The exhibit on the lower level of the mill includes a thorough history of the milling industry complete with a variety of interactive activities (many of which are low tech), a working kitchen where volunteers provide baking demonstrations (this is one of the few museums I’ve experienced that includes both smell and taste as integral parts of the visit) and a brief but informative film that provides an overview of Minneapolis’s history.
Mill City lower floor exhibit
Although we were somewhat fatigued after spending so much time visiting museums, our flight home didn’t leave for a few hours so we decided to add one more non-history /non- science museum to our tour and visited the Walker Art Center (www.walkerart.org), a leading contemporary art museum. Our visit happened to coincide with the first Saturday of the month which is their free day so the place was teeming with visitors, many of whom brought their children for the variety of hands-on art workshops. While it was refreshing to have the chance to view art (and the collection is outstanding), we were definitely feeling a little overwhelmed and museumed out, so we did not stay too long.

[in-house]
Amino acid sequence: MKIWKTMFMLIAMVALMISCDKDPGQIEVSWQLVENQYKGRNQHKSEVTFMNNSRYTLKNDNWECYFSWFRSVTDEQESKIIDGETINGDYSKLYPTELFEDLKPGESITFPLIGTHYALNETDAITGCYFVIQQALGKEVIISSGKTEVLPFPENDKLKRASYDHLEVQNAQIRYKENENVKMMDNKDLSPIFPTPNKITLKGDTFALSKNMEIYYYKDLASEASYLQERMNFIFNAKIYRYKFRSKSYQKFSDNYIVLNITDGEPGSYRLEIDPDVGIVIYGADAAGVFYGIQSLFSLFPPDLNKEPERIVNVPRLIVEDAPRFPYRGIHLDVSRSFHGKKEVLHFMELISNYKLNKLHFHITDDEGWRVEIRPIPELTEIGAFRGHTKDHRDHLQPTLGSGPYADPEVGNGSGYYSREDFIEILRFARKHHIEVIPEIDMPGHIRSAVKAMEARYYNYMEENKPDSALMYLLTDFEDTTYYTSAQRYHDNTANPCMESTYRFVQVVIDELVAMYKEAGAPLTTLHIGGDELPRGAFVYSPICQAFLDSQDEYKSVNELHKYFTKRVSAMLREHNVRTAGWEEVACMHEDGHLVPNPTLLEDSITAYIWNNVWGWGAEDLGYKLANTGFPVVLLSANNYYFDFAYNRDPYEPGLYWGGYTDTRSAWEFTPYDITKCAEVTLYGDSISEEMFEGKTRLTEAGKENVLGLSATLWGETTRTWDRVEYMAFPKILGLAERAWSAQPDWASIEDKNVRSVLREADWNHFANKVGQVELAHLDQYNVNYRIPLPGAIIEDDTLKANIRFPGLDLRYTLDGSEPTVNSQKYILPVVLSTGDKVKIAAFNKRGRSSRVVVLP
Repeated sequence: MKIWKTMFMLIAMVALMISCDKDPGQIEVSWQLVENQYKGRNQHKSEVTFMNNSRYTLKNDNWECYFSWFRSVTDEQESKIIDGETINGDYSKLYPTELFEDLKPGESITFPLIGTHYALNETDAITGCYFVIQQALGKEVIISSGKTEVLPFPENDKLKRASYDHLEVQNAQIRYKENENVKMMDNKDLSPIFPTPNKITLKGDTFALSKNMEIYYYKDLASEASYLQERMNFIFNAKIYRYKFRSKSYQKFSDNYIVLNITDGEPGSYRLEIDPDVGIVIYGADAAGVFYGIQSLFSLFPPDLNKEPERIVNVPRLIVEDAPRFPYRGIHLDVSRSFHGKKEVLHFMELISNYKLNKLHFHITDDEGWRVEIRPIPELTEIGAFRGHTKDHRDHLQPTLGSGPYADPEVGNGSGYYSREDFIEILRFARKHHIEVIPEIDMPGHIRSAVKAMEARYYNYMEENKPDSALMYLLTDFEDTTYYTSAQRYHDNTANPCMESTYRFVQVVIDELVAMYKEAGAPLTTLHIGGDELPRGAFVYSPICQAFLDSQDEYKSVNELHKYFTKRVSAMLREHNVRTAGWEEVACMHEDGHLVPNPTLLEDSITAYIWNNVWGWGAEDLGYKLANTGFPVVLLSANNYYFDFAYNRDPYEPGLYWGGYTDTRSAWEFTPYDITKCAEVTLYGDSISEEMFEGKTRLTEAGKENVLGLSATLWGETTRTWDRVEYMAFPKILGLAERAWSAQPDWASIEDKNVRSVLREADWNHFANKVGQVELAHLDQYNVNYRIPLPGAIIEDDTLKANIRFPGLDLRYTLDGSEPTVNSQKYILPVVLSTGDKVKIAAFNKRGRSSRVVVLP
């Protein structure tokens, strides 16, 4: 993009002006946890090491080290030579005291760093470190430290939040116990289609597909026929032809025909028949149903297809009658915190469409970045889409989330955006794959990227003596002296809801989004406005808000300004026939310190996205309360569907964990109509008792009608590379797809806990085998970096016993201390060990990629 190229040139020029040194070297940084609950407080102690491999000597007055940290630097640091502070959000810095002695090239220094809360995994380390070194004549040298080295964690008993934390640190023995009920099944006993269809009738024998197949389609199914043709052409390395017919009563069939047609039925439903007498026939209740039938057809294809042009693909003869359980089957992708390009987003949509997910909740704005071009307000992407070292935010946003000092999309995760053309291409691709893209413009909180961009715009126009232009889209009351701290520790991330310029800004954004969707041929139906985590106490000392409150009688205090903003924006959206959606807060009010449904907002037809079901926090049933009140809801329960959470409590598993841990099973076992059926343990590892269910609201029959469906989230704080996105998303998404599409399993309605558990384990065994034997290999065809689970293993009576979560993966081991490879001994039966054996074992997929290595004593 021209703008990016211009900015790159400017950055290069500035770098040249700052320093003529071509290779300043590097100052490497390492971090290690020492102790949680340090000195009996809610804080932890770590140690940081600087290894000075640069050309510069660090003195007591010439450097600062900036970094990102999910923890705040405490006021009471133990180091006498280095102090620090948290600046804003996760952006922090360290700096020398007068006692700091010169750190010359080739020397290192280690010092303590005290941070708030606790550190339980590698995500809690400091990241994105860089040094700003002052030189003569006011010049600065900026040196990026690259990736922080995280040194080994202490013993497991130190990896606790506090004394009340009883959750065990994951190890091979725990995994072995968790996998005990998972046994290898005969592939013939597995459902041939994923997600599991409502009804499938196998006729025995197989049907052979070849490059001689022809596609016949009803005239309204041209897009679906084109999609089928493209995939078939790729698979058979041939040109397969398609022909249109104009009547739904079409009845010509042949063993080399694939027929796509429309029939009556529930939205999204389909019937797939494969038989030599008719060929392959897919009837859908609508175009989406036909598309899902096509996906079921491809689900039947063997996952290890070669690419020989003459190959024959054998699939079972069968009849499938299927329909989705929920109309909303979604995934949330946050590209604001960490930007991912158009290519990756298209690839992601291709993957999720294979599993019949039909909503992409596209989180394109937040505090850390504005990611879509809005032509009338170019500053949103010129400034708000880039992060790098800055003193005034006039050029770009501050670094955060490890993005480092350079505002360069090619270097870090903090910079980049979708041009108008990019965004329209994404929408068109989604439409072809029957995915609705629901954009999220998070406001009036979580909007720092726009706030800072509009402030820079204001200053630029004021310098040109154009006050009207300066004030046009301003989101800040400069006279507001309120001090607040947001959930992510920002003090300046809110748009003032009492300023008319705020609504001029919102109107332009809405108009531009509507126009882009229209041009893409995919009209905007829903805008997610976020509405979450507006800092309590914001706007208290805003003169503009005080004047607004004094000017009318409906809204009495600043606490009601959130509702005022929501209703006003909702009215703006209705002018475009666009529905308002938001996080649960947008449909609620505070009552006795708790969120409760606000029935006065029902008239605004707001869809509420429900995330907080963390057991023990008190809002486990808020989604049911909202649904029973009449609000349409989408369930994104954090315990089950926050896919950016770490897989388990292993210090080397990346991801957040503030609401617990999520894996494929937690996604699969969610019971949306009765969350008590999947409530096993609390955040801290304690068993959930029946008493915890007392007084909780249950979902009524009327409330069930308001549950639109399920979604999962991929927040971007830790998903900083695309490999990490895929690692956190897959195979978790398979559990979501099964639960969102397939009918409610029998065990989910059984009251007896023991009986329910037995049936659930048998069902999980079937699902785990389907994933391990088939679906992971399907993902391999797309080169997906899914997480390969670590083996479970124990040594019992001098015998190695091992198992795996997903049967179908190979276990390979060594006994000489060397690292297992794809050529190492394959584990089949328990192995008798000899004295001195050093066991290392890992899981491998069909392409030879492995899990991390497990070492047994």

All in all, Jerry, Anita and I were thrilled to have the chance to see such a variety of outstanding museums. We came away with many terrific ideas that will certainly inform our exhibit planning process.
A blog post by Deputy Director Deborah Cardin. To read more posts from Deborah click HERE.
Posted on November 13th, 2015 by Rachel
As you probably know by now, our staff is gearing up to open a new original exhibition, Beyond Chicken Soup: Jews and Medicine in America. The exhibit, scheduled to open March 13, 2016, explores the intersection of religion and science through the lens of Jewish involvement in medicine.